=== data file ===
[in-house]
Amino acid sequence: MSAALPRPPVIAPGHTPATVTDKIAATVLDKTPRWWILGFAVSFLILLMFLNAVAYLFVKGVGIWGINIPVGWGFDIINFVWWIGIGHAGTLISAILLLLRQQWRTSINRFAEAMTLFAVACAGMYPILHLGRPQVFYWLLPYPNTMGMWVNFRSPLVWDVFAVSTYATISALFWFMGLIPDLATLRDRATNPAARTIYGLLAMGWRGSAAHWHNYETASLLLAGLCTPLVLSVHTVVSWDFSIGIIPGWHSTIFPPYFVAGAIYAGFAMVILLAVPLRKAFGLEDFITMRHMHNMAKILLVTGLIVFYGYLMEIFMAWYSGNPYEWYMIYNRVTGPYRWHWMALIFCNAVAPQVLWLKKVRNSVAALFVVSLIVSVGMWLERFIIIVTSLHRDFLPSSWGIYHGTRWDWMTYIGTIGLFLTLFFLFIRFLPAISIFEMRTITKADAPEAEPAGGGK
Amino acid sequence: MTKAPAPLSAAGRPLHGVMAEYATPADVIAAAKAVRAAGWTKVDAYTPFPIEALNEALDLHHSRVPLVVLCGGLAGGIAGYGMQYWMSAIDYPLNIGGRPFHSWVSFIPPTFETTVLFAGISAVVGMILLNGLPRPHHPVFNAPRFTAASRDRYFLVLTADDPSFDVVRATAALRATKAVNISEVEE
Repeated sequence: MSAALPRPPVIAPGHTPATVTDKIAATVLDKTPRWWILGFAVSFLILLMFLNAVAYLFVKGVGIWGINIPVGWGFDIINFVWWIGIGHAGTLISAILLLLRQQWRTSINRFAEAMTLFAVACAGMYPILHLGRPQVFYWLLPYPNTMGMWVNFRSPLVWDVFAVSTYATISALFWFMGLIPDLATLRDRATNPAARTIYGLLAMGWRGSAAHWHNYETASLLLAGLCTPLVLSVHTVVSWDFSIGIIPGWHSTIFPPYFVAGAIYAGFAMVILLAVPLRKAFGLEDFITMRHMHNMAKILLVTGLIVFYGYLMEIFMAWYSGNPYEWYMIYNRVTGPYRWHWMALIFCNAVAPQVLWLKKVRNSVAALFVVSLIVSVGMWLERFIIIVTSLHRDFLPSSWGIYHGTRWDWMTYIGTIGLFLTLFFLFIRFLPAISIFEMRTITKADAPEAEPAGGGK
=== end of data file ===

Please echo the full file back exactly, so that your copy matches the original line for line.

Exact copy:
[in-house]
Amino acid sequence: MSAALPRPPVIAPGHTPATVTDKIAATVLDKTPRWWILGFAVSFLILLMFLNAVAYLFVKGVGIWGINIPVGWGFDIINFVWWIGIGHAGTLISAILLLLRQQWRTSINRFAEAMTLFAVACAGMYPILHLGRPQVFYWLLPYPNTMGMWVNFRSPLVWDVFAVSTYATISALFWFMGLIPDLATLRDRATNPAARTIYGLLAMGWRGSAAHWHNYETASLLLAGLCTPLVLSVHTVVSWDFSIGIIPGWHSTIFPPYFVAGAIYAGFAMVILLAVPLRKAFGLEDFITMRHMHNMAKILLVTGLIVFYGYLMEIFMAWYSGNPYEWYMIYNRVTGPYRWHWMALIFCNAVAPQVLWLKKVRNSVAALFVVSLIVSVGMWLERFIIIVTSLHRDFLPSSWGIYHGTRWDWMTYIGTIGLFLTLFFLFIRFLPAISIFEMRTITKADAPEAEPAGGGK
Amino acid sequence: MTKAPAPLSAAGRPLHGVMAEYATPADVIAAAKAVRAAGWTKVDAYTPFPIEALNEALDLHHSRVPLVVLCGGLAGGIAGYGMQYWMSAIDYPLNIGGRPFHSWVSFIPPTFETTVLFAGISAVVGMILLNGLPRPHHPVFNAPRFTAASRDRYFLVLTADDPSFDVVRATAALRATKAVNISEVEE
Repeated sequence: MSAALPRPPVIAPGHTPATVTDKIAATVLDKTPRWWILGFAVSFLILLMFLNAVAYLFVKGVGIWGINIPVGWGFDIINFVWWIGIGHAGTLISAILLLLRQQWRTSINRFAEAMTLFAVACAGMYPILHLGRPQVFYWLLPYPNTMGMWVNFRSPLVWDVFAVSTYATISALFWFMGLIPDLATLRDRATNPAARTIYGLLAMGWRGSAAHWHNYETASLLLAGLCTPLVLSVHTVVSWDFSIGIIPGWHSTIFPPYFVAGAIYAGFAMVILLAVPLRKAFGLEDFITMRHMHNMAKILLVTGLIVFYGYLMEIFMAWYSGNPYEWYMIYNRVTGPYRWHWMALIFCNAVAPQVLWLKKVRNSVAALFVVSLIVSVGMWLERFIIIVTSLHRDFLPSSWGIYHGTRWDWMTYIGTIGLFLTLFFLFIRFLPAISIFEMRTITKADAPEAEPAGGGK